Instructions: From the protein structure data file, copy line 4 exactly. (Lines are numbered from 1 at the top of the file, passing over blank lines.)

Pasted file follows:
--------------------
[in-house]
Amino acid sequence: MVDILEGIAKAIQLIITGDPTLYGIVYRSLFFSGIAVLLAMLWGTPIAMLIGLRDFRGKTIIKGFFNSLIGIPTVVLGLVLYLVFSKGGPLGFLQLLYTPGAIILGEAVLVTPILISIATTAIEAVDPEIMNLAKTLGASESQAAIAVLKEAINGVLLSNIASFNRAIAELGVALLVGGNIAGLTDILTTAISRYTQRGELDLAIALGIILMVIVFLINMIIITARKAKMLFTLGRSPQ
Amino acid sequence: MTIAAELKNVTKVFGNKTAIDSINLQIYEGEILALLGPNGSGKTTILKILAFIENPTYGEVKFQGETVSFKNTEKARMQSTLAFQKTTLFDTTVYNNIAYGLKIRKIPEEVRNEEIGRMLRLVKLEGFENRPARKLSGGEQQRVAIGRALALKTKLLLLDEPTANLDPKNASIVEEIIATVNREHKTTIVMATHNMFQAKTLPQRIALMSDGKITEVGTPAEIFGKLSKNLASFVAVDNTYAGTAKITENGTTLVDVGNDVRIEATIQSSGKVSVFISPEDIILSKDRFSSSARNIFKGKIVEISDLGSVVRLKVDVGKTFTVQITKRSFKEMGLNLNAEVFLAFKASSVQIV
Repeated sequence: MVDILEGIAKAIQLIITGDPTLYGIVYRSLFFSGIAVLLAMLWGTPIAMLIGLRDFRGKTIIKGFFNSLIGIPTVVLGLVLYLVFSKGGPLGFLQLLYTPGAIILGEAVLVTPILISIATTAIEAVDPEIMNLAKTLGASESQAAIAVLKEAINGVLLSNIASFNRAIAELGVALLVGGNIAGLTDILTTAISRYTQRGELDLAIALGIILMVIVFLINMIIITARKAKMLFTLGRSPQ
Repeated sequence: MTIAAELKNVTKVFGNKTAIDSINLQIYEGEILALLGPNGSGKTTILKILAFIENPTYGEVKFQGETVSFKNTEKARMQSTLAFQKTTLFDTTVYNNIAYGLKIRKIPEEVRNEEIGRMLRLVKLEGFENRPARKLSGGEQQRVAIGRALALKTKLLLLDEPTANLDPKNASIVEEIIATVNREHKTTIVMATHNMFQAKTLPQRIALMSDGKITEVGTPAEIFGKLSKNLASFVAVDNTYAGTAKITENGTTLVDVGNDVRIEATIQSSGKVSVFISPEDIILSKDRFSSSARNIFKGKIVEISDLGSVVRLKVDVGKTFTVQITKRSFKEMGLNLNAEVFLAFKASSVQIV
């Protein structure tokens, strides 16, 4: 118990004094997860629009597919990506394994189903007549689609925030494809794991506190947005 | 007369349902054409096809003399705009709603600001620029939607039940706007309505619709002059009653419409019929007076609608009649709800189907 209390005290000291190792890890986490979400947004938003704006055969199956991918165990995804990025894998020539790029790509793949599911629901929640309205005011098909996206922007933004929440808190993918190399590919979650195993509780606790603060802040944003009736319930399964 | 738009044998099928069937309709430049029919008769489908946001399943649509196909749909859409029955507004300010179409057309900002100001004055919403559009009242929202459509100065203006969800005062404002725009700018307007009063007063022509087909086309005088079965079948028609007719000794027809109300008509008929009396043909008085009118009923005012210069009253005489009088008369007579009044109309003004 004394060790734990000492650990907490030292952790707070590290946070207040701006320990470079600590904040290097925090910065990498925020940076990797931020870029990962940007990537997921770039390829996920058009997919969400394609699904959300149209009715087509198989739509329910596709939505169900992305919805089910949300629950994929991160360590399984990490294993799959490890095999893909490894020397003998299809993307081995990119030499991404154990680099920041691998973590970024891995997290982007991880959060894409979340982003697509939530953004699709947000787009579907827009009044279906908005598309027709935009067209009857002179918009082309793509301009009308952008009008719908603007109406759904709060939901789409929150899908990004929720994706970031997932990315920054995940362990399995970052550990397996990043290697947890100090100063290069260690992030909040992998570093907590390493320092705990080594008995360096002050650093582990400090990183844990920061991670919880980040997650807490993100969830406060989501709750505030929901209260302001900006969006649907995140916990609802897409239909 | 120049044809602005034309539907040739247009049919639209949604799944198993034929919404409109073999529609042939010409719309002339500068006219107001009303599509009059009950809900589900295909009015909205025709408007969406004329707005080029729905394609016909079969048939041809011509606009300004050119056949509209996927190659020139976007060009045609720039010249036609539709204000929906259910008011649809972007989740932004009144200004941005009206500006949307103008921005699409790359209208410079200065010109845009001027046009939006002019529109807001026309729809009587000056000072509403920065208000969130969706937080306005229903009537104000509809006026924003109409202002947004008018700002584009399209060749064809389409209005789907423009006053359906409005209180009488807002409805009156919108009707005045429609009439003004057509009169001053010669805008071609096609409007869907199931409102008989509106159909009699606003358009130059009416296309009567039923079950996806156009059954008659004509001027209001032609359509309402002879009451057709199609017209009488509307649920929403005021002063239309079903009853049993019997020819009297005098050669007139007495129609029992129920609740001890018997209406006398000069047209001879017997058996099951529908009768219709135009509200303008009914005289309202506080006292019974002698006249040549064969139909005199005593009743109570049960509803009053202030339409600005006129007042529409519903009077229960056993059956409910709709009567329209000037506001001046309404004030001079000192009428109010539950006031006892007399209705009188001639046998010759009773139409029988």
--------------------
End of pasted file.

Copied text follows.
Repeated sequence: MVDILEGIAKAIQLIITGDPTLYGIVYRSLFFSGIAVLLAMLWGTPIAMLIGLRDFRGKTIIKGFFNSLIGIPTVVLGLVLYLVFSKGGPLGFLQLLYTPGAIILGEAVLVTPILISIATTAIEAVDPEIMNLAKTLGASESQAAIAVLKEAINGVLLSNIASFNRAIAELGVALLVGGNIAGLTDILTTAISRYTQRGELDLAIALGIILMVIVFLINMIIITARKAKMLFTLGRSPQ